As the parties publish their manifestos in preparation for a general election in the United Kingdom, there is plenty of attention on the broadcast coverage of their campaigns but little mention of the broadcasting policy of whoever will form the government. With the Media Act passed in the dying days of the last government, it may seem that the major work of legislation is done. Yet there are fundamental decisions to be taken on how to continue to fund and deliver universal access to broadcast television services in the coming years and decades.

There is no mention of broadcasting in the Labour manifesto. The only mention in the Conservative manifesto is in relation to backing Welsh broadcasting. The sole mention of media in either is to social media and the Online Safety Act.

The Conservative manifesto does say that it will support the BBC World Service but says of the BBC that it will carefully consider the findings of the Funding Review ahead of the next Royal Charter.

Labour says it will work constructively with the BBC and other public service broadcasters so they continue to inform, educate and entertain people, and support the creative economy by commissioning distinctively British content. It is also critical of globally respected institutions including the BBC, saying that they have undermined soft power, traditionally a source of great strength, and diminished international influence.

Beyond that, there is no reference to the challenge to traditional broadcasting presented by global online players, or to the long-term future of digital terrestrial television.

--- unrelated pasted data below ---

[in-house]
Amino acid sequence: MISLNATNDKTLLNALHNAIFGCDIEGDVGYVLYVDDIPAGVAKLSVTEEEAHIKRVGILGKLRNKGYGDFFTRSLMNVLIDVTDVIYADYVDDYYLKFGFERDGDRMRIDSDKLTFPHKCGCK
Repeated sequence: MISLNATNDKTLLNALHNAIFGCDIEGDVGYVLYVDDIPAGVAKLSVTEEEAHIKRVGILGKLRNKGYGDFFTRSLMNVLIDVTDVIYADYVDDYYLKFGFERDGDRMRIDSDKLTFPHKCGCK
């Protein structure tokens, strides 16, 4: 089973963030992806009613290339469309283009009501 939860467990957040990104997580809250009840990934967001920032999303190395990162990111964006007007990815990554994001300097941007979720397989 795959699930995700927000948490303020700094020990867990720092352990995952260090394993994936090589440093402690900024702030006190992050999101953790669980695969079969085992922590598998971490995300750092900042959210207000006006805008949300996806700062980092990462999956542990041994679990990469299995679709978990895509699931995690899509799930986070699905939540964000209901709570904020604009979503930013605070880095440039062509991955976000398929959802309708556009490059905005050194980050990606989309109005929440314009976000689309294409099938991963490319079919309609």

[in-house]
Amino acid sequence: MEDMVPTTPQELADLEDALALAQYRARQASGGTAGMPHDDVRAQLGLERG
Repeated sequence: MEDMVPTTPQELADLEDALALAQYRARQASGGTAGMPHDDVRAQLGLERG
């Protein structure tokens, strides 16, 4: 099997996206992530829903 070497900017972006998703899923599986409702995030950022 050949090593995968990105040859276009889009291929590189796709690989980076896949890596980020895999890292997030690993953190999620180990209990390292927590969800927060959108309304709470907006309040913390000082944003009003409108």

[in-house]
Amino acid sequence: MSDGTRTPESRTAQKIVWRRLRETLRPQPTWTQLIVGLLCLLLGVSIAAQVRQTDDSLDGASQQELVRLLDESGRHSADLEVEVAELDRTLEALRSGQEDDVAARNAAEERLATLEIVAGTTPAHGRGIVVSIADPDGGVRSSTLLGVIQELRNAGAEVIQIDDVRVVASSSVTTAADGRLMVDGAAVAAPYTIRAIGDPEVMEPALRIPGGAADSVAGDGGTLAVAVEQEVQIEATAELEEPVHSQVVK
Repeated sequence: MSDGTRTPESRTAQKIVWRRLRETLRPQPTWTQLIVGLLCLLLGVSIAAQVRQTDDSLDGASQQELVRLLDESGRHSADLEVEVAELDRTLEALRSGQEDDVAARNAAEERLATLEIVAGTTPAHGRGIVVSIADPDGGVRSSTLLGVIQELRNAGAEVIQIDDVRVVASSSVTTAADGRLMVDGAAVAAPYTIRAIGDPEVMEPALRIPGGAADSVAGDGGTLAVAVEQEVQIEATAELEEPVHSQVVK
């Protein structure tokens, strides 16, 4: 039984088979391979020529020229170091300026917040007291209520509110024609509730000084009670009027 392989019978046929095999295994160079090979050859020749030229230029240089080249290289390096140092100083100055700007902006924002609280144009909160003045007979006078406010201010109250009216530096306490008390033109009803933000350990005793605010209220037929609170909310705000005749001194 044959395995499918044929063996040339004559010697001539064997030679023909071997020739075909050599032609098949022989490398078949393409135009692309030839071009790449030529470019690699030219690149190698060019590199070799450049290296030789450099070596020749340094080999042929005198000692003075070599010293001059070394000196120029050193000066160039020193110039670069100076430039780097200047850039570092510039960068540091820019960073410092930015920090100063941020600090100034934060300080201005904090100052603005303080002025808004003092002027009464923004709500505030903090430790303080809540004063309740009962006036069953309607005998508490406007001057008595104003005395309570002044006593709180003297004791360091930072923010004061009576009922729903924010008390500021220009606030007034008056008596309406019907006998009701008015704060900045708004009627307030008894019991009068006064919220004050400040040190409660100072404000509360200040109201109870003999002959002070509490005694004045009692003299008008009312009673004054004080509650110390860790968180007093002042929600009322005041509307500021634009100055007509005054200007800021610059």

This has not gone unnoticed by the Broadcast 2040+ campaign to secure the future of free-to-air terrestrial television and radio services, led by transmission network operator Arqiva and a range of lobby groups.

Importance of Broadcast

“While Labour shadow ministers know the value of terrestrial TV to the millions of people to rely on it every day, they have missed an opportunity in their election manifesto to commit to its long-term future,” it said in a statement.

“Many of the most vulnerable in our society rely on terrestrial TV for news, entertainment and to stay connected. For too long ministers have kicked the can down the road. If Labour do form the next government, it is critical that they act swiftly to guarantee the future of broadcast to 2040 and beyond, which is something the vast majority of the British public want.”

Given the many challenges faced by the country, the transmission arrangements for television in ten years may not seem to be the most pressing political issue.

Yet this will be a key consideration for whoever becomes the next minister with responsibility for the portfolio that has previously covered culture, media, and sport.

If pre-election polling is anything to go by, that is unlikely to be the previous incumbent, who was the twelfth secretary of state to occupy this post since 2010.